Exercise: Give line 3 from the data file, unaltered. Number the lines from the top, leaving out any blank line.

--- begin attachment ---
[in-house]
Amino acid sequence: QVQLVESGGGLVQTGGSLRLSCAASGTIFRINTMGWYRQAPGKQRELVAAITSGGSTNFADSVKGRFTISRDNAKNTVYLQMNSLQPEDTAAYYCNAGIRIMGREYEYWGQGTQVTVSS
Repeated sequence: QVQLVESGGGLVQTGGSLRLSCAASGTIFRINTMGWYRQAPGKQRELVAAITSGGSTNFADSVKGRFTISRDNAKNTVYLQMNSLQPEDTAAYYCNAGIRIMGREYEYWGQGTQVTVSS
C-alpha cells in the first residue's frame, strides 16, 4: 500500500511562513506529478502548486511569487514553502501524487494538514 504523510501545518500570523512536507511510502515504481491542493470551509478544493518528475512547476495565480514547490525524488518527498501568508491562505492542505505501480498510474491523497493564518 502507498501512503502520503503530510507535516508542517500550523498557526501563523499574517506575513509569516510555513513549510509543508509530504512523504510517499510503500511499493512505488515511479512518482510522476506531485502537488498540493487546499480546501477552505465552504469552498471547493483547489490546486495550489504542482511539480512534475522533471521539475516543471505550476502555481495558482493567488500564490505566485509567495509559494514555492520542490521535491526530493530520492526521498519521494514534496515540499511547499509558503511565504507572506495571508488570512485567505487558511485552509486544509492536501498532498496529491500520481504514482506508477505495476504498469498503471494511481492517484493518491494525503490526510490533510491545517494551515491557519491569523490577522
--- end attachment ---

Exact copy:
Repeated sequence: QVQLVESGGGLVQTGGSLRLSCAASGTIFRINTMGWYRQAPGKQRELVAAITSGGSTNFADSVKGRFTISRDNAKNTVYLQMNSLQPEDTAAYYCNAGIRIMGREYEYWGQGTQVTVSS